Women protesters clash with Turkish policemen during a demonstration against Turkey's withdrawal from Istanbul Convention, an international accord designed to protect women, in Istanbul, on March 20, 2021. - Thousands protested in Turkey on March 20, 2021, calling for President Recep Tayyip Erdogan to reverse his decision to withdraw from the world's first binding treaty to prevent and combat violence against women. (Photo by BULENT KILIC / AFP)

The Turkish judiciary has confirmed Turkey’s withdrawal from the international Istanbul Convention on Women’s Rights. The country’s top administrative court ruled on Tuesday that President Recep Tayyip Erdogan had the right to order the move by decree.

An alliance of opposition parties, lawyers and human rights activists had complained about this and announced demonstrations for Tuesday evening. Erdogan’s opponents had argued that the president did not have the power to revoke membership of an international agreement by decree.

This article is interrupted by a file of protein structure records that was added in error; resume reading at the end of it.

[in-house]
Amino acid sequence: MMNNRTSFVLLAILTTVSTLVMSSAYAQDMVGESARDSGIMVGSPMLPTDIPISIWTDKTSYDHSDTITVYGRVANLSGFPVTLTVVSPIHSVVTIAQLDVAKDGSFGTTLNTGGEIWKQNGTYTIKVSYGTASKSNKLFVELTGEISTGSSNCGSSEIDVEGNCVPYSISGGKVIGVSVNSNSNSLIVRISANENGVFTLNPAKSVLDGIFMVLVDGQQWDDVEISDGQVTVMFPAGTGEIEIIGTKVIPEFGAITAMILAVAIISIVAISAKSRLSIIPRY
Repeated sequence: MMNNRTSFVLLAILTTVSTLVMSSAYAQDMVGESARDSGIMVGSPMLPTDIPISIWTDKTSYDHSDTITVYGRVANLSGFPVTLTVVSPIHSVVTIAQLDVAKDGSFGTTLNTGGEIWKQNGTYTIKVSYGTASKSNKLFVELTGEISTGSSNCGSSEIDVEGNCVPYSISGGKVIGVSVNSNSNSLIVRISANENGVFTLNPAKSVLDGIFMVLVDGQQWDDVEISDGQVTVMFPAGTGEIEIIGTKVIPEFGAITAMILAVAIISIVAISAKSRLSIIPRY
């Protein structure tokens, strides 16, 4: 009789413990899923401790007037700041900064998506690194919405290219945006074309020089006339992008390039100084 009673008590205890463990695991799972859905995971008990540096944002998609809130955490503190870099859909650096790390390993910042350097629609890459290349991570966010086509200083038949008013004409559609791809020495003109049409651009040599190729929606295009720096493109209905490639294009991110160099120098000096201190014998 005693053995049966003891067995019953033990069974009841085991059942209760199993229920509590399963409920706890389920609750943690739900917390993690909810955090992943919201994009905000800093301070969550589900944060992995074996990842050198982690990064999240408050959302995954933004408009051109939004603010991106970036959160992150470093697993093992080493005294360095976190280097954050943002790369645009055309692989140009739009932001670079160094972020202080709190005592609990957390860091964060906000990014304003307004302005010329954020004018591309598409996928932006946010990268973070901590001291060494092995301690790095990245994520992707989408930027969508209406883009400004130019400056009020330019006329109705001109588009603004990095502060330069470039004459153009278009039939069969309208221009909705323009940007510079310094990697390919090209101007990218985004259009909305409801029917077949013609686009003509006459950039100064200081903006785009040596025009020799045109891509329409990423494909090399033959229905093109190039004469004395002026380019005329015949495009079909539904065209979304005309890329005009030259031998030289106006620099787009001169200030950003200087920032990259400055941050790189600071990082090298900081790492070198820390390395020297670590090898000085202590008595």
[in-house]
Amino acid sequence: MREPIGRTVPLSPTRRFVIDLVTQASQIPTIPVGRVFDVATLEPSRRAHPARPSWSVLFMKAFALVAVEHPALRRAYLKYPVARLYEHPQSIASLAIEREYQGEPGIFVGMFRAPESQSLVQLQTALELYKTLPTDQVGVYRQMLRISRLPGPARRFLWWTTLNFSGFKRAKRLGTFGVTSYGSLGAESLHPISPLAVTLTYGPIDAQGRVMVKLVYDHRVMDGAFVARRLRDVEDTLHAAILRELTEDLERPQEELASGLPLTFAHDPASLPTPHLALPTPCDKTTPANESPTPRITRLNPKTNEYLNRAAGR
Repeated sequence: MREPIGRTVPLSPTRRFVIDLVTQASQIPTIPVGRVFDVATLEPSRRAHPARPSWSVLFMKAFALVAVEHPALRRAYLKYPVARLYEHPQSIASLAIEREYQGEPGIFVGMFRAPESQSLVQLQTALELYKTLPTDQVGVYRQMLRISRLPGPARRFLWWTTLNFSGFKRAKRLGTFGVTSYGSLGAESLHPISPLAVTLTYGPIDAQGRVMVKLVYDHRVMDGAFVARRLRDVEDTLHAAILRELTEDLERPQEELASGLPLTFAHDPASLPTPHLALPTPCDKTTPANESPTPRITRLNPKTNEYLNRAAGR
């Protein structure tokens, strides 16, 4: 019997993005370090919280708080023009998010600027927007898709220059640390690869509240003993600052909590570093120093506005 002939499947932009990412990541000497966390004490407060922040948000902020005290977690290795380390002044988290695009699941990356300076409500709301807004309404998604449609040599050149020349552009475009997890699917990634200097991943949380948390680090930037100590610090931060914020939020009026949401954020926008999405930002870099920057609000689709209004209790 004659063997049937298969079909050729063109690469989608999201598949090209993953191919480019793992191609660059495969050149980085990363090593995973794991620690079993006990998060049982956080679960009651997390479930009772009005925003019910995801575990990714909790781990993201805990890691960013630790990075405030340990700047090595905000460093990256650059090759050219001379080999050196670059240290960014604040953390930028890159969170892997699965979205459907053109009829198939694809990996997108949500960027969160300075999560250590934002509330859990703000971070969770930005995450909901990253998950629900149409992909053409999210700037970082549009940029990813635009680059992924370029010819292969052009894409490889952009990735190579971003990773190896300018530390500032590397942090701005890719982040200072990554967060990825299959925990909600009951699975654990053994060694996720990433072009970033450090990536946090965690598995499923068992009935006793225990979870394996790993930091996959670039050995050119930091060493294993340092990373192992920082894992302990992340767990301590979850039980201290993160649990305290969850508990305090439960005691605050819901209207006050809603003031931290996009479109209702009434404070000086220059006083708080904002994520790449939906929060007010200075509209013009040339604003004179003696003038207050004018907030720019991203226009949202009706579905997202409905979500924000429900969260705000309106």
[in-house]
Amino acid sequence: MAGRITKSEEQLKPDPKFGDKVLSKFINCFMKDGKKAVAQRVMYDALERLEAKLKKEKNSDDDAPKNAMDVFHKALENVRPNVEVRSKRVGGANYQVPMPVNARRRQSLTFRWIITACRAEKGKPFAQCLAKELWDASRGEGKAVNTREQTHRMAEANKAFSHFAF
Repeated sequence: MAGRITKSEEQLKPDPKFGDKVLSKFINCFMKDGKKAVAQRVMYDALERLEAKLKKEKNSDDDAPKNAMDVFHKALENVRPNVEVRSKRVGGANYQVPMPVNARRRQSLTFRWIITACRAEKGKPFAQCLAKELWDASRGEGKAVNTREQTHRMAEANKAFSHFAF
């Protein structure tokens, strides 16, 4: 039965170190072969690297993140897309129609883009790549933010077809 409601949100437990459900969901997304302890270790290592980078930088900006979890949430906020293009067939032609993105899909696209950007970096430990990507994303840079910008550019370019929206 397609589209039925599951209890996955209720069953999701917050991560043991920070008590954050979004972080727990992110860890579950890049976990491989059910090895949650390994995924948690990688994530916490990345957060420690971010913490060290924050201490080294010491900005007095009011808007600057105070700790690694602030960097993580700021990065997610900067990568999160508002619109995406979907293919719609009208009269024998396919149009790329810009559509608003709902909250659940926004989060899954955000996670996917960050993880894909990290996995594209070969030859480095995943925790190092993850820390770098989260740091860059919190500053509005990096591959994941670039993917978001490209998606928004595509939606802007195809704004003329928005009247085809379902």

However, the five-member panel of judges ruled in favor of the President by a vote of three to two. The two dissenting judges said in a separate statement that they believed Erdogan’s actions exceeded his powers.

Turkey’s largest opposition party, CHP, immediately announced that it would appeal the court’s decision. “When we are in power (…), we will reintroduce the Istanbul Convention in the first week or even in the first 24 hours,” party leader Kemal Kilicdaroglu also announced. The opposition leader is a possible candidate for the presidential elections in June 2023.

Erdogan had decided to withdraw from the convention in March 2021. The international agreement obliges its signatories to legislate to protect women from violence and to take action against acts of violence. Conservative groups in Turkey believe the convention promotes homosexuality and threatens traditional family values.